African American Slavery

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Slavery in the United States - the system of slavery and the use of slave labor that existed in the United States in the 1619-1865. Most slaves were Africans and their descendants who had been abducted from their living areas. The first African slaves were brought to Virginia by British English colonists in 1619. As of 1860, 12 million people in 15 US states, where slavery persisted, 4 million were slaves. From 1.5 million families, living in these states, more than 390 thousand families had slaves.Slave labor was widely used in plantations, allowing the American slave owners receive high profits. In the first half of the XIX century, the national wealth of the United States was largely based on the exploitation of slave labor. During …show more content…
Trade relations between Europe and the countries of North Africa, located on the Mediterranean coast, has long existed. Ancient Greece maintained relations with some African cultures, and the Romans had close ties with the African continent, particularly with Egypt. Until the XV century European knowledge of Africa is a mixture of fragmentary knowledge, borrowed from classical education, myths and stories, as well as certain of the facts stated in the Bible. In the beginning trafficking was something new for the Europeans, but Africa had long traded slaves - East African rulers sold them to each other and their Arab neighbors. When Europeans joined them, at first, they relied on the tribal chiefs, who collected the prisoners and sold to Europeans. It was assumed that the African slaves to work on the island colonies before the continental coast; Some were taken away to Europe. The first slave ship bound for America - which later moved to the center of the slave trade - set sail from Lisbon in 1518. From this point trafficking human beings has acquired enormous …show more content…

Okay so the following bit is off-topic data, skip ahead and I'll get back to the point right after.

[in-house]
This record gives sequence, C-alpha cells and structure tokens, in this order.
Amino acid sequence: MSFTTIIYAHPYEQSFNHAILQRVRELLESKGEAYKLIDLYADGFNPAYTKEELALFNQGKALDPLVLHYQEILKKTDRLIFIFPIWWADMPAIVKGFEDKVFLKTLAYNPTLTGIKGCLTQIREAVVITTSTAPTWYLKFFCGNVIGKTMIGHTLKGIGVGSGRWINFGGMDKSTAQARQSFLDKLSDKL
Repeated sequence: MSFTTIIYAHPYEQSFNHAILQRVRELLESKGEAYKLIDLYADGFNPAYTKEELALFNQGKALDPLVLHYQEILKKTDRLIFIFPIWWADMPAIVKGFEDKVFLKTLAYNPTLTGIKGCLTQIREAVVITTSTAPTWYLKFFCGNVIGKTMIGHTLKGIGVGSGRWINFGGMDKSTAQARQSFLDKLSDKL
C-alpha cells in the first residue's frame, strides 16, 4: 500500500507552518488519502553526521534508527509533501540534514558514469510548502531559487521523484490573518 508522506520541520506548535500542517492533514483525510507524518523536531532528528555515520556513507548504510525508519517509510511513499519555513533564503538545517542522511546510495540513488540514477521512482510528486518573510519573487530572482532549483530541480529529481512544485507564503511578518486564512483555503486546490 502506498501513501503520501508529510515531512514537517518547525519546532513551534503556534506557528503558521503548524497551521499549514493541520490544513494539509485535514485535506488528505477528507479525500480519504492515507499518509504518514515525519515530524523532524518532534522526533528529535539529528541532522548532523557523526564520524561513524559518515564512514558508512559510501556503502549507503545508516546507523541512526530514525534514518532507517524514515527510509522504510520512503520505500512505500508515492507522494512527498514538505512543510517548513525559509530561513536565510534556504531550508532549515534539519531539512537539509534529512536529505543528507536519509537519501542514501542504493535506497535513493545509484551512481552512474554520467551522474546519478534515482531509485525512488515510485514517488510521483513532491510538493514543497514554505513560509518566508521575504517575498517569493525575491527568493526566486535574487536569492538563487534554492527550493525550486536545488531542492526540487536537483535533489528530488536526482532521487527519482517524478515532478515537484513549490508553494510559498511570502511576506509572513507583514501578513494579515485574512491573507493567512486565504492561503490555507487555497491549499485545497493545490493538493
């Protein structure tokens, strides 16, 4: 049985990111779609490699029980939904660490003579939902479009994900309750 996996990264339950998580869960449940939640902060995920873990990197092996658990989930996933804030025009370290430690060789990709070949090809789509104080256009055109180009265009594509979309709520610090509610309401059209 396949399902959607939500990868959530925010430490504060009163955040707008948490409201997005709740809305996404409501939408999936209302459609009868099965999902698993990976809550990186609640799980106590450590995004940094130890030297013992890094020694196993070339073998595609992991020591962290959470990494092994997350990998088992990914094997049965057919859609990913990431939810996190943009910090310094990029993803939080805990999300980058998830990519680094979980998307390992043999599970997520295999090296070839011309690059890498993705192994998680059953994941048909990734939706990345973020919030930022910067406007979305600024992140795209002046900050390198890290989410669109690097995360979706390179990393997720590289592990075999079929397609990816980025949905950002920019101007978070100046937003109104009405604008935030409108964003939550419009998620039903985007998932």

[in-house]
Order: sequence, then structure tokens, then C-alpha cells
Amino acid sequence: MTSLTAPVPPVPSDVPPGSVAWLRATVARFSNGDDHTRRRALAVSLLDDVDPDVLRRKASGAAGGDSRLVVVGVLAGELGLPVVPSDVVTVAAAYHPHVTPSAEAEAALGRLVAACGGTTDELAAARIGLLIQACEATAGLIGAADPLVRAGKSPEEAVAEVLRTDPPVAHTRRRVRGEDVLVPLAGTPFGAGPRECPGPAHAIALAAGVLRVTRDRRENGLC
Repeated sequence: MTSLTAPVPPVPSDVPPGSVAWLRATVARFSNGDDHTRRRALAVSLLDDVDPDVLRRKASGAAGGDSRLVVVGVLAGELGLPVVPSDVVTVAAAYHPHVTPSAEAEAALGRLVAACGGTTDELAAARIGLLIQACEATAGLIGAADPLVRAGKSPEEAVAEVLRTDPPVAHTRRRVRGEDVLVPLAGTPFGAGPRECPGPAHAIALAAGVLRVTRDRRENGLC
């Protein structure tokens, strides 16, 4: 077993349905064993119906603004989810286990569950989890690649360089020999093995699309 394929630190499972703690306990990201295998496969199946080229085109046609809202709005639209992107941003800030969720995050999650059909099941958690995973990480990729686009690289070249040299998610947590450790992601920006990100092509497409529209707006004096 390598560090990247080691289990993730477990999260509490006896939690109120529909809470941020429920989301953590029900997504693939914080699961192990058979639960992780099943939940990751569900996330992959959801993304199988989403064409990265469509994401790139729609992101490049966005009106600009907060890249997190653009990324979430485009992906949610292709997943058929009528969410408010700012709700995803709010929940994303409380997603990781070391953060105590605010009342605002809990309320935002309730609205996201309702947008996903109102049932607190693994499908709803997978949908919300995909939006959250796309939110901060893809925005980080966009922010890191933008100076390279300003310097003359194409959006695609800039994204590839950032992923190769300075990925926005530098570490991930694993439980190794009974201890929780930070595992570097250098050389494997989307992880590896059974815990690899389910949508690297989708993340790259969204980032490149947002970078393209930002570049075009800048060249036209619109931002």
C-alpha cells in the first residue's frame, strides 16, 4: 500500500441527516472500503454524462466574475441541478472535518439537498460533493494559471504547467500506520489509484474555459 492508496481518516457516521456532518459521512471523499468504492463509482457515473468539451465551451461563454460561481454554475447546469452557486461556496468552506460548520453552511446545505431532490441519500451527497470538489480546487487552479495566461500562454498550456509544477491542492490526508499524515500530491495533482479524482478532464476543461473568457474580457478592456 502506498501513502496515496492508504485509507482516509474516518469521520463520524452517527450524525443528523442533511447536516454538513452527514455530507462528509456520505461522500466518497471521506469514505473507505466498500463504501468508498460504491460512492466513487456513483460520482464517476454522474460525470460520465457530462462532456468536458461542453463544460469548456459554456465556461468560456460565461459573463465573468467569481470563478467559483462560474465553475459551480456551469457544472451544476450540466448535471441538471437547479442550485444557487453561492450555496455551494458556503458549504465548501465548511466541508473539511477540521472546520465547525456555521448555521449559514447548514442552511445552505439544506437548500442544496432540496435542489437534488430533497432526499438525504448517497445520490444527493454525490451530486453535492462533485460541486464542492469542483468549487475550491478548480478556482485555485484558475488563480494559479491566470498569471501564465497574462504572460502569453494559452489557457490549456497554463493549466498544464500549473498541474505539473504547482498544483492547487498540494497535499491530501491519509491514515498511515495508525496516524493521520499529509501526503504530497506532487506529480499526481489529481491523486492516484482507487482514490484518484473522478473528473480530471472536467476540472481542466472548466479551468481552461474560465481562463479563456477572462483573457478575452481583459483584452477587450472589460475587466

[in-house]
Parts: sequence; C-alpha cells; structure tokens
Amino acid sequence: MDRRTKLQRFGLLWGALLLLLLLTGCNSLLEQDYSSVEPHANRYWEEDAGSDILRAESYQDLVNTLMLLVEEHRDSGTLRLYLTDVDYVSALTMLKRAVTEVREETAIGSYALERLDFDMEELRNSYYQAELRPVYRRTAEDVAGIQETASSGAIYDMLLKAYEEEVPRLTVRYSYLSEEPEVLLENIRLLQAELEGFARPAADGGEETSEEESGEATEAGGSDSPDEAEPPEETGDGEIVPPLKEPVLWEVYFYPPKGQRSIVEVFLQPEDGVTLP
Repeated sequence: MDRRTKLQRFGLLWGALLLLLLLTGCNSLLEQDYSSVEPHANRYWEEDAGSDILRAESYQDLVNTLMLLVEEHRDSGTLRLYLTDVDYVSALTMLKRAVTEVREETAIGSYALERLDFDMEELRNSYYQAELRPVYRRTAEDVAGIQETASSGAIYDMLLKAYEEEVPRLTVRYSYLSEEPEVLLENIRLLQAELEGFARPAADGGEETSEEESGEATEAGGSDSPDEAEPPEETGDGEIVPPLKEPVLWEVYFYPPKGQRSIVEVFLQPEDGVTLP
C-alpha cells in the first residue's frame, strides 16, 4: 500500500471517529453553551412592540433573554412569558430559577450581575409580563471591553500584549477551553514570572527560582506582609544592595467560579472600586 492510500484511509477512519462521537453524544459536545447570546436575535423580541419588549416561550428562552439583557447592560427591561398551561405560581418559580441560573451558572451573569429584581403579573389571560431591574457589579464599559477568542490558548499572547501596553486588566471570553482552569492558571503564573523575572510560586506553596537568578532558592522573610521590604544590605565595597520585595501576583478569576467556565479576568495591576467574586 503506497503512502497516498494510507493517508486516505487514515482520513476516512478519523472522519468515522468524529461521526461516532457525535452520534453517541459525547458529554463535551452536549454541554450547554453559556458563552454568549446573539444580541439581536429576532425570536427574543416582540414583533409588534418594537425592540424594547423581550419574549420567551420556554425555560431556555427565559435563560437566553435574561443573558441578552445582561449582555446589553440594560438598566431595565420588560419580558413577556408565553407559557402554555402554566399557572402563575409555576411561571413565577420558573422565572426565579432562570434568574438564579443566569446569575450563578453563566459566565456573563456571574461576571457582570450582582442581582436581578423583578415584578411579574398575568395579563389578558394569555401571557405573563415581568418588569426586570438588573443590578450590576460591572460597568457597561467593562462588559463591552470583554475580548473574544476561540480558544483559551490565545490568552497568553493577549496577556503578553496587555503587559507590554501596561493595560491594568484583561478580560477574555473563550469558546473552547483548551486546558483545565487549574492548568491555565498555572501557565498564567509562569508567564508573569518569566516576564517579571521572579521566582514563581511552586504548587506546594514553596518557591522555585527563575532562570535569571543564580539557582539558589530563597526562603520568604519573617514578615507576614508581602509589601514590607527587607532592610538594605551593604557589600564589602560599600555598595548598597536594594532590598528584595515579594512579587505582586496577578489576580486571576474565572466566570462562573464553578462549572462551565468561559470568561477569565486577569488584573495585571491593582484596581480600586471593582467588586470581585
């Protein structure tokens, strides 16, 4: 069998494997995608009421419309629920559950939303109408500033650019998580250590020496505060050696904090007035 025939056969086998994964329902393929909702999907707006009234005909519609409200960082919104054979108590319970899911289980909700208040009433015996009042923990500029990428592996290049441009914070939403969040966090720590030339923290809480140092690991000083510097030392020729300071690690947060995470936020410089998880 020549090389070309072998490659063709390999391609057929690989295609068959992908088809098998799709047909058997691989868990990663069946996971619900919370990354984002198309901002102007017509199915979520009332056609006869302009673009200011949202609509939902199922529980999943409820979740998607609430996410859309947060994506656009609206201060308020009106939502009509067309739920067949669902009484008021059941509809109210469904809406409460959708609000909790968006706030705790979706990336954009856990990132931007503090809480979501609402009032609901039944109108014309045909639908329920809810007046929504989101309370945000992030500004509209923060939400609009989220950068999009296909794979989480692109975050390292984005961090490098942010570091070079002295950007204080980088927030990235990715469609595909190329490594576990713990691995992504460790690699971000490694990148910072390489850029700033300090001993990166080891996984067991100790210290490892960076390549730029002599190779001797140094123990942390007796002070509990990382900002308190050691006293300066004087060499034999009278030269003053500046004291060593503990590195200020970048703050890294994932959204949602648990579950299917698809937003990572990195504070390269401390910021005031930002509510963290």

Its foundation was laid in England, when someone Granville Sharpe handed to the Supreme Judicial Chamber petition asking for the gift of freedom fugitive slave of America, James Somerset, who was rearrested in England. Despite the initial success, at first almost nothing has changed. Therefore, in the 80 years of the XVIII century, a group of evangelical Christians has launched a campaign demanding the complete abolition of slavery. After this action in the country unfolded social movement, during which the information was collected, which was later made public and transmitted to the

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